None of my deaths in Superhot felt unfair, though – with white, plain environments that starkly contrast with glowing red enemies that shatter when they’re dead, with a sound effect that makes sure you know they’re out of the picture, every aspect of its visual design is catered to your success, so long as you’re meticulous.
A Particular Set of Skills
Superhot doesn’t bother to introduce new weapons or effects to master.
“But while every scenario offers a unique challenge, and every level is wholly worth playing, there’s a very significant lack of them – Superhot only takes around four hours to finish, and never significantly evolves its concept in that amount of time. Unlike a puzzle game like Portal or Braid, which constantly introduce new spins on their novelty mechanics, Superhot always functions based on the same time-stopping principle, just in different environments. It doesn’t bother to introduce new weapons or effects to master, except for a ‘possession’ style action that you’re never overtly prompted to use because no levels are designed around it. In its lack of variety and brief length, Superhot feels underdeveloped – a good first step toward a great game, but not quite there yet.
Finishing the main story will unlock some very basic challenge modes in the same levels, but also an ‘endless’ mode that’s fairly addictive in its near-ridiculous difficulty. Hopefully we’ll eventually see some leaderboards, but they weren’t available at the time of review – the difficult-to-decipher menu is actually full of holes and links that lead to nothing, or things that aren’t explained well.That’s if you can manage to get through the story without wanting to quit, though – what starts out as a laughably cheesy 90s-style hacker story turns into an annoyingly corny roadblock in between the enjoyable gameplay. While it uses its premise in some creative ways – like telling you to quit but rendering your ‘esc’ button useless – it’s largely just nonsensical in its ridiculous hacker hyperbole, like telling you your body is disposable, and you should submit to the software. The entire experience also feels very skewed towards the upcoming VR headsets, as opposed to the 2D screens it’s playable on right now, and while it’s easy to imagine playing these levels and experiencing some of the pixelated software-inspired cutscenes in VR, I doubt it would make the story any more impactful or intelligent.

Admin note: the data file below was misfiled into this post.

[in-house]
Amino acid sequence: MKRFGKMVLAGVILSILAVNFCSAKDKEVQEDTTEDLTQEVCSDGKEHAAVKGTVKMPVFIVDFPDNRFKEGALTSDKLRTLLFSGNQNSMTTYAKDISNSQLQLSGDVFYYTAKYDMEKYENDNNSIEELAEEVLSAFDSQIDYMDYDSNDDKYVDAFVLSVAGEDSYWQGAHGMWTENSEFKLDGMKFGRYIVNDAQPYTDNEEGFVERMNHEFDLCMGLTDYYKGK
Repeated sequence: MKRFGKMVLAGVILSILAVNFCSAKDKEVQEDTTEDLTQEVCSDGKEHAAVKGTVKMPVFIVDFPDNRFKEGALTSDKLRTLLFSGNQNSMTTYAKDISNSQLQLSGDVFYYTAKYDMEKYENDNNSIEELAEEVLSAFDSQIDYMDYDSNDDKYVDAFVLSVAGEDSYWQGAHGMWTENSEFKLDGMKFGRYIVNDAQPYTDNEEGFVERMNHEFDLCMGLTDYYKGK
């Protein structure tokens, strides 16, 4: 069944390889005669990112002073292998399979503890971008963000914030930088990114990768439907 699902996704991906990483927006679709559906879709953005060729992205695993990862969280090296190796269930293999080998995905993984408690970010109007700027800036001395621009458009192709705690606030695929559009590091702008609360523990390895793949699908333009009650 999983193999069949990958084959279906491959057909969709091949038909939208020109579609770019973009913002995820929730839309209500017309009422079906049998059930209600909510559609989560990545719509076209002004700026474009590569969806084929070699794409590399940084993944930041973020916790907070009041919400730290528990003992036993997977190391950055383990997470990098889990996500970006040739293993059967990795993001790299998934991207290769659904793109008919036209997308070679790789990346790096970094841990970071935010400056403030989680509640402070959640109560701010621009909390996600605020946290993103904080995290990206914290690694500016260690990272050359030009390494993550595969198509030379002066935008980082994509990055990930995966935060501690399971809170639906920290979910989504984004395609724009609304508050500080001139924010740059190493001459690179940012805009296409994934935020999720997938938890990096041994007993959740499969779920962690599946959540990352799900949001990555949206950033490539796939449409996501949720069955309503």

Superhot’s clever time-manipulation idea delivers consistently fulfilling challenges by turning blink-of-an-eye action into carefully considered and cautious tactical decisions. It avoids potential one-hit death frustration with quick respawns and deaths that always feel earned and avoidable in hindsight. Its unique brand of puzzles are complemented by simplistic but helpfully high-contrast art and sound design, yet undermined by a tedious, intrusive story and a reluctance to put new game-changing spins on its ideas to extend their lives.